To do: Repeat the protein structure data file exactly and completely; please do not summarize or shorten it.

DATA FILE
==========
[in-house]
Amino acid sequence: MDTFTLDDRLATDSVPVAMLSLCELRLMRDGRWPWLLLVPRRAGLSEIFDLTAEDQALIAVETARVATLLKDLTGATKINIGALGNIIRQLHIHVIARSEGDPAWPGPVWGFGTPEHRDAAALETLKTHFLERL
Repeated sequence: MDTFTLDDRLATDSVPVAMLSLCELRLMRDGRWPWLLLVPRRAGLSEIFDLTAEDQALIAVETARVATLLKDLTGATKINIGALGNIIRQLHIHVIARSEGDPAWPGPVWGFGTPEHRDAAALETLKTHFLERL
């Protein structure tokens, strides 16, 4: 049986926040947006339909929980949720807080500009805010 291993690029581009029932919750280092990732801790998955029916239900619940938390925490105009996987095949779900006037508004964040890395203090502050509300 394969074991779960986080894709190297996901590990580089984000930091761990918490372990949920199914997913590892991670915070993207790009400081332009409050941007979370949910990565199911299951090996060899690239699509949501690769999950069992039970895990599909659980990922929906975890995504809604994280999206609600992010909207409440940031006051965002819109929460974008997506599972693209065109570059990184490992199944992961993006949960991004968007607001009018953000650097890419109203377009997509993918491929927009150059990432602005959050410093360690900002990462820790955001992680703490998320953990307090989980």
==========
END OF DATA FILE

[in-house]
Amino acid sequence: MDTFTLDDRLATDSVPVAMLSLCELRLMRDGRWPWLLLVPRRAGLSEIFDLTAEDQALIAVETARVATLLKDLTGATKINIGALGNIIRQLHIHVIARSEGDPAWPGPVWGFGTPEHRDAAALETLKTHFLERL
Repeated sequence: MDTFTLDDRLATDSVPVAMLSLCELRLMRDGRWPWLLLVPRRAGLSEIFDLTAEDQALIAVETARVATLLKDLTGATKINIGALGNIIRQLHIHVIARSEGDPAWPGPVWGFGTPEHRDAAALETLKTHFLERL
């Protein structure tokens, strides 16, 4: 049986926040947006339909929980949720807080500009805010 291993690029581009029932919750280092990732801790998955029916239900619940938390925490105009996987095949779900006037508004964040890395203090502050509300 394969074991779960986080894709190297996901590990580089984000930091761990918490372990949920199914997913590892991670915070993207790009400081332009409050941007979370949910990565199911299951090996060899690239699509949501690769999950069992039970895990599909659980990922929906975890995504809604994280999206609600992010909207409440940031006051965002819109929460974008997506599972693209065109570059990184490992199944992961993006949960991004968007607001009018953000650097890419109203377009997509993918491929927009150059990432602005959050410093360690900002990462820790955001992680703490998320953990307090989980």